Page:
Top 5 things to do in Argentina
Many are initially drawn to Argentina to experience the sights and sounds of its capital, Buenos Aires. This loud and lively city with its grand architecture and vibrant culture captivates all those who go there. Nevertheless, outside of Buenos Aires, Argentina’s geographical diversity means that it boasts some of the most beautiful and awe-inspiring natural landscapes in South America. While it feels like there are too many to count, here’s a list of what we consider to be among the top 5 attractions in Argentina outside of the capital.
In the very south of Argentina, a visit to Patagonia with it’s wild, open landscapes and jagged ice fields offers a once in a lifetime opportunity to get up close to the second largest body of ice in the world. Those who come to the area mainly stay in the towns of El Calafate and El Chaltén in order to see the incredible Perito Moreno glacier and Mount Fitz Roy, a 3,400m - high jagged peak surrounded by walking and activity trails. These sites have become much more accessible and traveller-friendly as tourism has expanded in the area, with trails and walkways around the Perito Moreno Glacier, cruise boats offering trips around Lago Argentino to appreciate the glacier more closely and good-quality hotels offering you the chance to experience this breathtaking scenery at your own comfort and leisure!
2. The Iguazu Falls
At the other extreme of Argentina, on its northern border with Brazil lies our second jaw-dropping attraction outside of the capital, the Iguazú Falls. In complete contrast to the barren and empty landscapes of the south, these powerful waterfalls are surrounded by green, luscious rainforest brimming with birdlife, exotic plants and wildlife. Here too, wooden walkways weave their way around the falls offering visitors the chance to get up close and personal with the thundering waterfalls, while for those who don’t mind getting wet, motor-powered boats drive groups of visitors close to the base of the falls for an exhilarating and slightly hair-raising experience! Aside from visiting the falls, wildlife tours can be taken to learn more about the wealth of different species in the area while a trip to the impressive Itaipú dam, on the Brazilian side of the border, will show you how this powerful river is being used to generate electricity for Paraguay and Brazil.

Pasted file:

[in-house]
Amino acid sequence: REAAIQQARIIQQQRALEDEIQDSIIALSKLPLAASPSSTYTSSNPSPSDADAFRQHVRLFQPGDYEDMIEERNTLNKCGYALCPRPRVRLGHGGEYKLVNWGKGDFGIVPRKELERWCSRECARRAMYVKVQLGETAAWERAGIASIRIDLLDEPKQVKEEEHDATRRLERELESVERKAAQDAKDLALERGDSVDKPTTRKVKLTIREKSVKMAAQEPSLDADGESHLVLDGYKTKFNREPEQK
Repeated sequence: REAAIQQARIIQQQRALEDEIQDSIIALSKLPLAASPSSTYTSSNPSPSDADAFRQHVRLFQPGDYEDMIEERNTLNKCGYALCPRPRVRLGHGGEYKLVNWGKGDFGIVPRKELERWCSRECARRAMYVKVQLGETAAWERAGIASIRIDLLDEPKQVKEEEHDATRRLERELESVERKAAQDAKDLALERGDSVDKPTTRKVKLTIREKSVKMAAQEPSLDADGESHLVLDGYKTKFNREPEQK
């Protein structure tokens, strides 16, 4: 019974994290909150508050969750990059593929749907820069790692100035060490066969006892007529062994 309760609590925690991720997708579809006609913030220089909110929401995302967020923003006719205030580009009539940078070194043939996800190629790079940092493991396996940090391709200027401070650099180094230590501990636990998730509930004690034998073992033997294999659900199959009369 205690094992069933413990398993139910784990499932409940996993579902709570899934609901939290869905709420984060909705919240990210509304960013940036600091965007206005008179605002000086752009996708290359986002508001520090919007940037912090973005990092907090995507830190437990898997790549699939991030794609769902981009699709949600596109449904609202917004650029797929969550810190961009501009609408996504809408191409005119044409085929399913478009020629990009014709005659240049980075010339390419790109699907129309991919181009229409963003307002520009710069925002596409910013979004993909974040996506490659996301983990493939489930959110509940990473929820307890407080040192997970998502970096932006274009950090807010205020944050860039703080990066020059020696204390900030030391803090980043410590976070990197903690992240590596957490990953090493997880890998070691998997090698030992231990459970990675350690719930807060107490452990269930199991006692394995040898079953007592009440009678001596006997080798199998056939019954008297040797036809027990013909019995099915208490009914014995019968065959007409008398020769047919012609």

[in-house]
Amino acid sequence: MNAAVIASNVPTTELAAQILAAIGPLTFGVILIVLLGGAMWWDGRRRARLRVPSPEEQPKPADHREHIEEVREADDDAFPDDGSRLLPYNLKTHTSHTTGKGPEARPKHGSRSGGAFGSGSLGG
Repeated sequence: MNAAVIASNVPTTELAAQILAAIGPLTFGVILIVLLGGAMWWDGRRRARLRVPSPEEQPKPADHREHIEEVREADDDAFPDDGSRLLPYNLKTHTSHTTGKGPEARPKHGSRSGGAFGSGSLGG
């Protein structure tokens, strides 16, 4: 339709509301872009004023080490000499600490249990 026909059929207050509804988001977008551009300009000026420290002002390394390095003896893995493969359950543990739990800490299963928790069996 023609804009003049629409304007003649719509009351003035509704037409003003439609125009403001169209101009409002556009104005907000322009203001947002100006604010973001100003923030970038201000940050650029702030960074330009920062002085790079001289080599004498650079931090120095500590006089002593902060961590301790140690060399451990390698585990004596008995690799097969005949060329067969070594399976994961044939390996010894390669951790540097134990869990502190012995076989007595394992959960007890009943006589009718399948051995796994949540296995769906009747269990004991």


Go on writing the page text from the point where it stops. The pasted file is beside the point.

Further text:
3. The Esteros del Iberá
Third on our list are the lesser-known Esteros del Iberá wetlands, in the neighbouring province of Corrientes. As the second largest body of fresh water on the planet, after the Pantanal, it is home to a huge abundance of wildlife including capybara, pampas deer, caiman, anacondas, as well as over 320 species of birds. If you’re looking to immerse yourself in nature and your surroundings, this unspoilt area will also offer you the opportunity to get out-and-about walking, cycling and horse riding.
4. Salta and the Northwest
Also in the north of Argentina but on the western side, close to the border with Chile and Bolivia, is our fourth attraction, Salta and Northwest. Capital of the northwest, the population of Salta is largely made up of descendants from Argentina’s indigenous population, giving it a different feel to other cities in Argentina. Using Salta as a base you can then explore the beautiful surrounding area with its reddish hills and adobe villages. The famous Cerro de los Siete Colores, north of Salta in Purmamarca, is an astounding natural wonder, while the Valles Calchaquies driving circuit not only offers you the chance to get off the beaten track and to explore on your own, but takes you on a whirlwind adventure through an astonishing variety of different scenery, including flat tobacco plantations, high altiplano, cacti forests and deep red canyons!
5. The Winelands
Last on our list, but definitely not least, are the Mendoza wineries. Given that 70% of Argentina’s wine is produced in this region, visitors can happily spend entire days lazily moving from vineyard to vineyard around the area and sampling their produce! Many vineyards offer gourmet tasting menus, the Clos de Chacra’s being one of the most delicious in our opinion. If you happen to visit the region between January and March, you might come across a few of the lively Fiesta de la Vendimia celebrations, held annually to celebrate the grape harvest, when wine flows freely and live folk music and dancing can take over the streets. We hope our list has given you some food for thought.. for more inspiration and ideas about how you could incorporate visiting some of these attractions into your trip, why not take a look at our itineraries page or get in touch.